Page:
• Steve November 5, 2013 at 1:20 am


    I am glad that this article is prefaced with the word “OPINION.” As a 28 year law enforcement officer who has served in a variety of positions including; patrol officer, detective, SWAT team member, SWAT team Commander and retiring as a Patrol Division Commander, I take issue much of the content and conclusions of your article.
    This is not the proper format for me to debate the specific facts of the incident that you spotlighted or some of the statements that you present as proper or improper. I would welcome the opportunity to meet with you to discuss the reality of police tactics and why certain procedures are utilized or not utilized. I would simply like to add my own opinion in a respectful manner, you do a dis-service to the public by assuming; facts at face value and judgements on police tactical decisions. It is easy to Monday morning quarterback and to ponder what could or should have been done. The danger comes from your lack of knowledge of law enforcement procedures and then portraying your opinioin as how something should or should not be handled. I certainly am not aware of all the facts of this particular incident and it is impossible for me to make an informed opinion with the very limited facts you presented. In the same regard, you are attempting to determine why the police have adapted certain “military style” tactics” without either having a knowledge of police procedures or interviewing a law enfrocement officer with the proper background to explain why certain tactics are employed or not employed.
    Bryan, I would personally not feel qualified in writing an opinion piece on whether a “news commentator’ in a particular instance acted appropriately or not in a particular situation. I can’t see how you feel qualified to formulate opinions on potentially incorrect facts or false perceptions. You certainly have a right to your opinion but as a news commentator, you have a responsibility to make that an informed opinion.

    • Bryan Hyde November 5, 2013 at 7:57 am

      I appreciate that you took the time to write a response. I have followed this trend of militarization of police for more than 20 years now. I also am fortunate enough to have a number of close friends who have served or currently serve in law enforcement–including SWAT duty.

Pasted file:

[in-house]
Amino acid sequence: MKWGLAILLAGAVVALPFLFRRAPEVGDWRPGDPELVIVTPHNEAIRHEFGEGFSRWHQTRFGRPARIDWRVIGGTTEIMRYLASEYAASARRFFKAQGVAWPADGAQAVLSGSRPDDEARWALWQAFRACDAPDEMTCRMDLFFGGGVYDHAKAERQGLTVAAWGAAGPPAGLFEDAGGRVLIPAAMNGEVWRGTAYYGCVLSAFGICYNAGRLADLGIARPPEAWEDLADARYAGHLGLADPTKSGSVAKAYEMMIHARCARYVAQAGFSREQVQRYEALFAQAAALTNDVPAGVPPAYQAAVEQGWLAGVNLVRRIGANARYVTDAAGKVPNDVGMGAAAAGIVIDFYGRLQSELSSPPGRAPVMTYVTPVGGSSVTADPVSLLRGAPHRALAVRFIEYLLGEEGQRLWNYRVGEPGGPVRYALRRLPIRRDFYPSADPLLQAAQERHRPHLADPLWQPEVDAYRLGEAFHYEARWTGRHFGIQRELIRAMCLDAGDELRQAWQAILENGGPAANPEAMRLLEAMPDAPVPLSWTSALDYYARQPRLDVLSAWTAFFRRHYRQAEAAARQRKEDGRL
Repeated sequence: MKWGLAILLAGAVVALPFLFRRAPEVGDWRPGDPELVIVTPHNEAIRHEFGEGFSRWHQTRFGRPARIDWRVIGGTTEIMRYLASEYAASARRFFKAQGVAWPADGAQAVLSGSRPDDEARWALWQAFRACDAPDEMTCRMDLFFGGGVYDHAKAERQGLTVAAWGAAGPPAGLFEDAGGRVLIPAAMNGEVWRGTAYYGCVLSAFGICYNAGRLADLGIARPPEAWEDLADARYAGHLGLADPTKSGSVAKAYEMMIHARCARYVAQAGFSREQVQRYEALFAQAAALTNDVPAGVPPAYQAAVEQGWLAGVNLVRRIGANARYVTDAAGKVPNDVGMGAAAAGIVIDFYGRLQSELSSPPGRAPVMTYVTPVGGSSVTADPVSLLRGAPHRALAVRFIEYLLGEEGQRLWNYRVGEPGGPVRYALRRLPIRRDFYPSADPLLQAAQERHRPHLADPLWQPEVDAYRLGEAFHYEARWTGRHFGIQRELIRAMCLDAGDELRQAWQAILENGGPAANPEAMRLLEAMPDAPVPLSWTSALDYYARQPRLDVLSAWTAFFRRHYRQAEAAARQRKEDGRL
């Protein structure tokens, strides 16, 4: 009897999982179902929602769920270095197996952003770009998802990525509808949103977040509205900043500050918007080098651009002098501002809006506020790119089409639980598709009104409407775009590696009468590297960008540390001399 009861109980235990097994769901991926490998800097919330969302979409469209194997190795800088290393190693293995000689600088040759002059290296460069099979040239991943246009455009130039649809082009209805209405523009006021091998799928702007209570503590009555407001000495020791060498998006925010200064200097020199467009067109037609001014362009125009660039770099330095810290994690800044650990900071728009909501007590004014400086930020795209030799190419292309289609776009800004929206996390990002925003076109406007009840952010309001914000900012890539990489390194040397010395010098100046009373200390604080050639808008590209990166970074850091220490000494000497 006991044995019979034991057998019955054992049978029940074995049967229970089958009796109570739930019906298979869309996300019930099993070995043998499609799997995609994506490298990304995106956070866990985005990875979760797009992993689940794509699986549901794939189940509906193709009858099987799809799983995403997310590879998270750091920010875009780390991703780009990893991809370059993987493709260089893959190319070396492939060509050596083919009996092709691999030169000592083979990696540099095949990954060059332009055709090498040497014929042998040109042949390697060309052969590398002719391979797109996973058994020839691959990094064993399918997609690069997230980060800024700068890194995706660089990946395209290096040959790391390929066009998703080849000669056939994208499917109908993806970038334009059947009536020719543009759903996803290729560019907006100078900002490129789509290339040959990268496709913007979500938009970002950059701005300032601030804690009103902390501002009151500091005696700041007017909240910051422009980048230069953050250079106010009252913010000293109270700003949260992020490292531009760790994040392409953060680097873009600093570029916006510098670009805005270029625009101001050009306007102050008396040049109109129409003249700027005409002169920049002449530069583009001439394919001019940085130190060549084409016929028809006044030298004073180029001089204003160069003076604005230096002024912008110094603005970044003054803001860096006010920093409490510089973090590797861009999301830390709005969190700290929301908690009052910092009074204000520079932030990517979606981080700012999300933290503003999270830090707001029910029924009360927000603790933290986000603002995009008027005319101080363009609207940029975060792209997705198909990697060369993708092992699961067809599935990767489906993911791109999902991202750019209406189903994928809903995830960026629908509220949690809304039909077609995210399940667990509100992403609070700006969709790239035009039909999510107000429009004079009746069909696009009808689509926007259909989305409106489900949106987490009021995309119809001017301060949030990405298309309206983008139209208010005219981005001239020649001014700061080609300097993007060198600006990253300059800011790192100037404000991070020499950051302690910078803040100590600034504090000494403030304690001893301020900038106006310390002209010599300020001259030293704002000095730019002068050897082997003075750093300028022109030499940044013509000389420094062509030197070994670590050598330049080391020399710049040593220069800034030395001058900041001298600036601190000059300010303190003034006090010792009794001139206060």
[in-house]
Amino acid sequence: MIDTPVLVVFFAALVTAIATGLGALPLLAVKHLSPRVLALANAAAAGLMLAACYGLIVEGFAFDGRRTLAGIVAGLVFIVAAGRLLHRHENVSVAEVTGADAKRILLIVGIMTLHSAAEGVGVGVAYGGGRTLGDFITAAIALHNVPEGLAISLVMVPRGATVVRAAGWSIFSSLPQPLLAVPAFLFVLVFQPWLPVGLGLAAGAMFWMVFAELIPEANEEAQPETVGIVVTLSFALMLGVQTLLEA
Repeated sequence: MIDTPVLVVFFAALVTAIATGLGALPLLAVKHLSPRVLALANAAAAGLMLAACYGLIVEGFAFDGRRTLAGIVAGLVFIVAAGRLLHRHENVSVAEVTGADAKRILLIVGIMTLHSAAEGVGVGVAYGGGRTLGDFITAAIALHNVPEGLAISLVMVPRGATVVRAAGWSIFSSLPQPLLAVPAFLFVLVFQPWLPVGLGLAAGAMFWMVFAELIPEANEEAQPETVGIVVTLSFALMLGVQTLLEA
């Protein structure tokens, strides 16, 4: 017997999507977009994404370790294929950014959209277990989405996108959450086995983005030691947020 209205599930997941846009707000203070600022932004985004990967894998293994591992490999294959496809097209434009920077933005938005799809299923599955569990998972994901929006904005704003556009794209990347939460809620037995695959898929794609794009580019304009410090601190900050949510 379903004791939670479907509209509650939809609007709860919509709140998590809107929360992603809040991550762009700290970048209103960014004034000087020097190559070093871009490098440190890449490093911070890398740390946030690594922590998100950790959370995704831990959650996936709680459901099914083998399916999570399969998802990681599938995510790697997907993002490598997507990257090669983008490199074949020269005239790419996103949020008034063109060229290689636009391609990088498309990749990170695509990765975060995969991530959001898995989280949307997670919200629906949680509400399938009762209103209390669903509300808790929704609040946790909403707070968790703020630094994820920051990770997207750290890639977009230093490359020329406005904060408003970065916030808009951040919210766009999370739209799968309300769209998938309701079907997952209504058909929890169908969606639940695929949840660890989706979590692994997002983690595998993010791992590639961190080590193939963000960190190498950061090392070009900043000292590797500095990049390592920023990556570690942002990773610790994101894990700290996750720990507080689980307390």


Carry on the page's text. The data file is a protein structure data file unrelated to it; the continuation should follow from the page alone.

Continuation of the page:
They have proven to be a most valuable resource in verifying or disproving the reality of what is happening to our police. I also have had many opportunities to train alongside members of law enforcement. I understand very well why officer safety will always be a concern to LEOs.
      However, officer safety does not trump the inalienable rights of the people they are supposedly serving and protecting. A police officer’s life is worth exactly the same as the members of his or her community. Neither should be exposed to unnecessary risk but, as the video linked in the story shows, pointing rifles in the faces of people who are clearly not the suspect nor resisting is inexcusable.
      That is behavior that one would expect from an occupying army that considers everyone not in uniform to be a potential adversary. It is entirely incompatible with how a peace officer would behave. Don’t blame the messenger for pointing out what reasonable people, including many members of law enforcement are finally recognizing.
      Though you may firmly disagree, this column was not simply a blind swat (pun intended) at something I know nothing about.

  • pldenc44 November 5, 2013 at 11:02 am

    Dressing up cops in military gear and arming them with automatic rifles doesn’t make us citizens any safer. I’m always amused how hours after a shooting we turn on the TV and see scores of paramilitary forces patrolling the streets in full battle gear, yet the incident itself involved a single shooter and lasted only a matter of minutes. Remember the Chechnyan brothers that bombed the Boston marathon? Despite being armed with only a couple handguns and some homemade bombs, those two jokers held literally hundreds of over-armed police at bay in multiple engagements (hundreds of rounds fired) until the older brother essentially committed suicide by running straight at the cops, then the younger brother just drove away and escaped only to be caught hours later by a vigilant citizen who noticed the tarp covering his boat had been moved. Over-arming the police doesn’t make them an effective fighting force. We don’t want a fighting force. We want community peace officers.